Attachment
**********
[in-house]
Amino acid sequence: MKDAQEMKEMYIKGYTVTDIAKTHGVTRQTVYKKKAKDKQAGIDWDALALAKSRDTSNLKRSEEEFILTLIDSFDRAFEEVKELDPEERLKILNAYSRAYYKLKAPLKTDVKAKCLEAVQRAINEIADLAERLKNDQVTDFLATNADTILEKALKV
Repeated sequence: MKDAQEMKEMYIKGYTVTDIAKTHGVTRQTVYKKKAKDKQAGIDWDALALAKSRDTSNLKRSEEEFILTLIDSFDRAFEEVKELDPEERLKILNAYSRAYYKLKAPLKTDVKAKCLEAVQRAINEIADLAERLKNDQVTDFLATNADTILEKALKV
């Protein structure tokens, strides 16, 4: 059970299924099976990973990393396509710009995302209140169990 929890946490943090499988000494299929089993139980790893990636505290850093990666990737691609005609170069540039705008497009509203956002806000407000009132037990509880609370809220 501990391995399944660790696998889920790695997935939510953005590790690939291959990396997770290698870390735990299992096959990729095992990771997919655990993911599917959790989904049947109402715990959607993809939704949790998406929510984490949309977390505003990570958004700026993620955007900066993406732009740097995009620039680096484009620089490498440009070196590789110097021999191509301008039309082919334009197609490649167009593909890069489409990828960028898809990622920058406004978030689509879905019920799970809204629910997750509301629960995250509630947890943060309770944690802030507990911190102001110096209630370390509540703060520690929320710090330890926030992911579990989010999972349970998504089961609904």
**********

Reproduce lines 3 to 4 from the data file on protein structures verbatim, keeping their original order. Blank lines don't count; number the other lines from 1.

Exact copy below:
Repeated sequence: MKDAQEMKEMYIKGYTVTDIAKTHGVTRQTVYKKKAKDKQAGIDWDALALAKSRDTSNLKRSEEEFILTLIDSFDRAFEEVKELDPEERLKILNAYSRAYYKLKAPLKTDVKAKCLEAVQRAINEIADLAERLKNDQVTDFLATNADTILEKALKV
């Protein structure tokens, strides 16, 4: 059970299924099976990973990393396509710009995302209140169990 929890946490943090499988000494299929089993139980790893990636505290850093990666990737691609005609170069540039705008497009509203956002806000407000009132037990509880609370809220 501990391995399944660790696998889920790695997935939510953005590790690939291959990396997770290698870390735990299992096959990729095992990771997919655990993911599917959790989904049947109402715990959607993809939704949790998406929510984490949309977390505003990570958004700026993620955007900066993406732009740097995009620039680096484009620089490498440009070196590789110097021999191509301008039309082919334009197609490649167009593909890069489409990828960028898809990622920058406004978030689509879905019920799970809204629910997750509301629960995250509630947890943060309770944690802030507990911190102001110096209630370390509540703060520690929320710090330890926030992911579990989010999972349970998504089961609904």